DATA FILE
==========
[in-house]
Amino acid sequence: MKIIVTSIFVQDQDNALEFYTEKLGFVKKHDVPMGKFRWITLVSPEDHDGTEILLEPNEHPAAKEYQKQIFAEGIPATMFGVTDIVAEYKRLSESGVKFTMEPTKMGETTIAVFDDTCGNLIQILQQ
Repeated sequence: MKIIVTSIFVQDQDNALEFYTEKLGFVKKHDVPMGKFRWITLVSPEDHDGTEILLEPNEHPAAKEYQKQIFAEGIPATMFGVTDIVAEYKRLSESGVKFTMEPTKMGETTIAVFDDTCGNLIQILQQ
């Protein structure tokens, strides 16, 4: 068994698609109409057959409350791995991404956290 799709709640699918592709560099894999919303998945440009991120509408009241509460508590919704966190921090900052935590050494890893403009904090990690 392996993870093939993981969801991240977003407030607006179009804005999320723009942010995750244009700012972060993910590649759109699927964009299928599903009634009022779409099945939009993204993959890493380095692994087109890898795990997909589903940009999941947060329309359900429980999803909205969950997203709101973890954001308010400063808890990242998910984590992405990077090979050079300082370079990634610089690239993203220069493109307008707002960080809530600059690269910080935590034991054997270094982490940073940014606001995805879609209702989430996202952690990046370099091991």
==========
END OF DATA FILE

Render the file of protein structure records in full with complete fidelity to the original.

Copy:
[in-house]
Amino acid sequence: MKIIVTSIFVQDQDNALEFYTEKLGFVKKHDVPMGKFRWITLVSPEDHDGTEILLEPNEHPAAKEYQKQIFAEGIPATMFGVTDIVAEYKRLSESGVKFTMEPTKMGETTIAVFDDTCGNLIQILQQ
Repeated sequence: MKIIVTSIFVQDQDNALEFYTEKLGFVKKHDVPMGKFRWITLVSPEDHDGTEILLEPNEHPAAKEYQKQIFAEGIPATMFGVTDIVAEYKRLSESGVKFTMEPTKMGETTIAVFDDTCGNLIQILQQ
């Protein structure tokens, strides 16, 4: 068994698609109409057959409350791995991404956290 799709709640699918592709560099894999919303998945440009991120509408009241509460508590919704966190921090900052935590050494890893403009904090990690 392996993870093939993981969801991240977003407030607006179009804005999320723009942010995750244009700012972060993910590649759109699927964009299928599903009634009022779409099945939009993204993959890493380095692994087109890898795990997909589903940009999941947060329309359900429980999803909205969950997203709101973890954001308010400063808890990242998910984590992405990077090979050079300082370079990634610089690239993203220069493109307008707002960080809530600059690269910080935590034991054997270094982490940073940014606001995805879609209702989430996202952690990046370099091991």